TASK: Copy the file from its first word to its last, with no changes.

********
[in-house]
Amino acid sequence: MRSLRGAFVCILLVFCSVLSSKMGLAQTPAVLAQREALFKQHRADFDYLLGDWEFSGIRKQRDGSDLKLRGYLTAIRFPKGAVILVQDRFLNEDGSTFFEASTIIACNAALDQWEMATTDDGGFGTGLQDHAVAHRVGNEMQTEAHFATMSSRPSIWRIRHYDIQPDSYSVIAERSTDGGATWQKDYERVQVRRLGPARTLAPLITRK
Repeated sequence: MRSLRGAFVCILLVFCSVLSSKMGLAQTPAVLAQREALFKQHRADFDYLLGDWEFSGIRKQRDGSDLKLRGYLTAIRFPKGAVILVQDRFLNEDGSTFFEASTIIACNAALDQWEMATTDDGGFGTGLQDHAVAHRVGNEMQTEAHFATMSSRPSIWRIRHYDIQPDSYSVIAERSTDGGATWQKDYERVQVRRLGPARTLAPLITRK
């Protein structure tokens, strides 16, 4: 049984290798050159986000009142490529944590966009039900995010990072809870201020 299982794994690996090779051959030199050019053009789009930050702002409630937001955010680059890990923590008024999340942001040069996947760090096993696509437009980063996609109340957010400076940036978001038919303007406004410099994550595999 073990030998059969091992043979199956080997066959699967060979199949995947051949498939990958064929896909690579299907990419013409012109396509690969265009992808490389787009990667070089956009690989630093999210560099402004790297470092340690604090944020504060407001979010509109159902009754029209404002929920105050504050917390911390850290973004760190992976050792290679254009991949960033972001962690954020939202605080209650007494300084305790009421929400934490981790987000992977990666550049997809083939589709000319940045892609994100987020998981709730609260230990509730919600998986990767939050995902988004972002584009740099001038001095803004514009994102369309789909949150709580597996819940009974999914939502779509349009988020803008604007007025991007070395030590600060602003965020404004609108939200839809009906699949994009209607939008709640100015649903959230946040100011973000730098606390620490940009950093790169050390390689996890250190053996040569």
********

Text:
[in-house]
Amino acid sequence: MRSLRGAFVCILLVFCSVLSSKMGLAQTPAVLAQREALFKQHRADFDYLLGDWEFSGIRKQRDGSDLKLRGYLTAIRFPKGAVILVQDRFLNEDGSTFFEASTIIACNAALDQWEMATTDDGGFGTGLQDHAVAHRVGNEMQTEAHFATMSSRPSIWRIRHYDIQPDSYSVIAERSTDGGATWQKDYERVQVRRLGPARTLAPLITRK
Repeated sequence: MRSLRGAFVCILLVFCSVLSSKMGLAQTPAVLAQREALFKQHRADFDYLLGDWEFSGIRKQRDGSDLKLRGYLTAIRFPKGAVILVQDRFLNEDGSTFFEASTIIACNAALDQWEMATTDDGGFGTGLQDHAVAHRVGNEMQTEAHFATMSSRPSIWRIRHYDIQPDSYSVIAERSTDGGATWQKDYERVQVRRLGPARTLAPLITRK
């Protein structure tokens, strides 16, 4: 049984290798050159986000009142490529944590966009039900995010990072809870201020 299982794994690996090779051959030199050019053009789009930050702002409630937001955010680059890990923590008024999340942001040069996947760090096993696509437009980063996609109340957010400076940036978001038919303007406004410099994550595999 073990030998059969091992043979199956080997066959699967060979199949995947051949498939990958064929896909690579299907990419013409012109396509690969265009992808490389787009990667070089956009690989630093999210560099402004790297470092340690604090944020504060407001979010509109159902009754029209404002929920105050504050917390911390850290973004760190992976050792290679254009991949960033972001962690954020939202605080209650007494300084305790009421929400934490981790987000992977990666550049997809083939589709000319940045892609994100987020998981709730609260230990509730919600998986990767939050995902988004972002584009740099001038001095803004514009994102369309789909949150709580597996819940009974999914939502779509349009988020803008604007007025991007070395030590600060602003965020404004609108939200839809009906699949994009209607939008709640100015649903959230946040100011973000730098606390620490940009950093790169050390390689996890250190053996040569």